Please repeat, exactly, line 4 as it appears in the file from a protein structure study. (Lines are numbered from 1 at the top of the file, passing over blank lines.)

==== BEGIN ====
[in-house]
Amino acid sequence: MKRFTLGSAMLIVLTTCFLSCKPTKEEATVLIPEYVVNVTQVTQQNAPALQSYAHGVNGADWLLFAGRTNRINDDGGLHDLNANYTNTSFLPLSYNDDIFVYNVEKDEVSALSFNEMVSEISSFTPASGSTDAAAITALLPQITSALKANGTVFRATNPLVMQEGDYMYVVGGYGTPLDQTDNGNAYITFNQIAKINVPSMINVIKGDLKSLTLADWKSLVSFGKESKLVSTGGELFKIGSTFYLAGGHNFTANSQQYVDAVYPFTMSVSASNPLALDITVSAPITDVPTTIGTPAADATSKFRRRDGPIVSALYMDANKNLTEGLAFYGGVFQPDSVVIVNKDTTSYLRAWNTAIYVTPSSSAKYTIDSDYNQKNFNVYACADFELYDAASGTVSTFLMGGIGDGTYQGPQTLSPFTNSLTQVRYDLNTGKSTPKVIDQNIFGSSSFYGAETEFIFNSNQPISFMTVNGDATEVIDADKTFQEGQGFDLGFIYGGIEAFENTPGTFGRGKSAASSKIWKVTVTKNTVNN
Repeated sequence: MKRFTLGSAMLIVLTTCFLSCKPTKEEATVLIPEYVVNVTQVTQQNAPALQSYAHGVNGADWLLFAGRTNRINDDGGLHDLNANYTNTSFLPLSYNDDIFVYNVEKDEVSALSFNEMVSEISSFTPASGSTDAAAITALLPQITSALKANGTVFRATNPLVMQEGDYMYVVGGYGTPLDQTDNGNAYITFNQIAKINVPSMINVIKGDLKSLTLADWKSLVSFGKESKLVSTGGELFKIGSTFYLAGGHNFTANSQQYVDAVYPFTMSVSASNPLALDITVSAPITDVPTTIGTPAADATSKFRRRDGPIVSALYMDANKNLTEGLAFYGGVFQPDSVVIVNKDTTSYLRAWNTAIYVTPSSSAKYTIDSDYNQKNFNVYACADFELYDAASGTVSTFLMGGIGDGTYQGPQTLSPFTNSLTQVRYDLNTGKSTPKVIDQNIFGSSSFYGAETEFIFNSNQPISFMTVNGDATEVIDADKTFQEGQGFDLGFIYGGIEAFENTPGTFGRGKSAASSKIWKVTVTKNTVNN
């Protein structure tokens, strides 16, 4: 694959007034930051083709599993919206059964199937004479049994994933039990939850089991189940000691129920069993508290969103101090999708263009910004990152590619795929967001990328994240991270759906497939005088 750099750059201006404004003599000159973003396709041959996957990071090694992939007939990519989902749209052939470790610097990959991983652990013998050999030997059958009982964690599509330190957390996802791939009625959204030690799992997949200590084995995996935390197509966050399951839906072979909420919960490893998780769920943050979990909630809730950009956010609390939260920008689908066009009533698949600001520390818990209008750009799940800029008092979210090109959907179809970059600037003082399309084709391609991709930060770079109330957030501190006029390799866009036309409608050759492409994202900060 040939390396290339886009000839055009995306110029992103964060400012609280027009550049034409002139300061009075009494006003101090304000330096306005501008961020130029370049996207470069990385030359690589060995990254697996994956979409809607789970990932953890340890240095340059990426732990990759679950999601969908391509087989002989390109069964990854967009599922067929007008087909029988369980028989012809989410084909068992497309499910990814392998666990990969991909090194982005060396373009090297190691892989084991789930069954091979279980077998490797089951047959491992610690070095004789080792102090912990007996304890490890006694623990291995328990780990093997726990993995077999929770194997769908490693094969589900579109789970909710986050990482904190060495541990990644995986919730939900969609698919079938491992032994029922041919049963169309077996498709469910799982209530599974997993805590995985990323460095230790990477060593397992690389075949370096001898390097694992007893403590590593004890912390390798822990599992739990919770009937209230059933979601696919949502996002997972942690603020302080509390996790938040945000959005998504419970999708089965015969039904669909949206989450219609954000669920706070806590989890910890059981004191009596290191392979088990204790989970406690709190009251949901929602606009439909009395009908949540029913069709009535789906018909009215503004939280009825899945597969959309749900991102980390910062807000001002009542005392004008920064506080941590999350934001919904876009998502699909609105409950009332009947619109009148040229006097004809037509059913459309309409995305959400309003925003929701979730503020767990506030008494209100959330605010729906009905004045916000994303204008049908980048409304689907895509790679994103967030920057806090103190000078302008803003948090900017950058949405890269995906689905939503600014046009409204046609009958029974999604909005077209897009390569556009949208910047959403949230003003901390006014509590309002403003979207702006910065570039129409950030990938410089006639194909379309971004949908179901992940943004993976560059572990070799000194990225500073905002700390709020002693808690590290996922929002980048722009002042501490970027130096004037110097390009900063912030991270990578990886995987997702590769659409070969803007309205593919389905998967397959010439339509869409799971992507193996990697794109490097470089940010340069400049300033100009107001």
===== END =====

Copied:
């Protein structure tokens, strides 16, 4: 694959007034930051083709599993919206059964199937004479049994994933039990939850089991189940000691129920069993508290969103101090999708263009910004990152590619795929967001990328994240991270759906497939005088 750099750059201006404004003599000159973003396709041959996957990071090694992939007939990519989902749209052939470790610097990959991983652990013998050999030997059958009982964690599509330190957390996802791939009625959204030690799992997949200590084995995996935390197509966050399951839906072979909420919960490893998780769920943050979990909630809730950009956010609390939260920008689908066009009533698949600001520390818990209008750009799940800029008092979210090109959907179809970059600037003082399309084709391609991709930060770079109330957030501190006029390799866009036309409608050759492409994202900060 040939390396290339886009000839055009995306110029992103964060400012609280027009550049034409002139300061009075009494006003101090304000330096306005501008961020130029370049996207470069990385030359690589060995990254697996994956979409809607789970990932953890340890240095340059990426732990990759679950999601969908391509087989002989390109069964990854967009599922067929007008087909029988369980028989012809989410084909068992497309499910990814392998666990990969991909090194982005060396373009090297190691892989084991789930069954091979279980077998490797089951047959491992610690070095004789080792102090912990007996304890490890006694623990291995328990780990093997726990993995077999929770194997769908490693094969589900579109789970909710986050990482904190060495541990990644995986919730939900969609698919079938491992032994029922041919049963169309077996498709469910799982209530599974997993805590995985990323460095230790990477060593397992690389075949370096001898390097694992007893403590590593004890912390390798822990599992739990919770009937209230059933979601696919949502996002997972942690603020302080509390996790938040945000959005998504419970999708089965015969039904669909949206989450219609954000669920706070806590989890910890059981004191009596290191392979088990204790989970406690709190009251949901929602606009439909009395009908949540029913069709009535789906018909009215503004939280009825899945597969959309749900991102980390910062807000001002009542005392004008920064506080941590999350934001919904876009998502699909609105409950009332009947619109009148040229006097004809037509059913459309309409995305959400309003925003929701979730503020767990506030008494209100959330605010729906009905004045916000994303204008049908980048409304689907895509790679994103967030920057806090103190000078302008803003948090900017950058949405890269995906689905939503600014046009409204046609009958029974999604909005077209897009390569556009949208910047959403949230003003901390006014509590309002403003979207702006910065570039129409950030990938410089006639194909379309971004949908179901992940943004993976560059572990070799000194990225500073905002700390709020002693808690590290996922929002980048722009002042501490970027130096004037110097390009900063912030991270990578990886995987997702590769659409070969803007309205593919389905998967397959010439339509869409799971992507193996990697794109490097470089940010340069400049300033100009107001």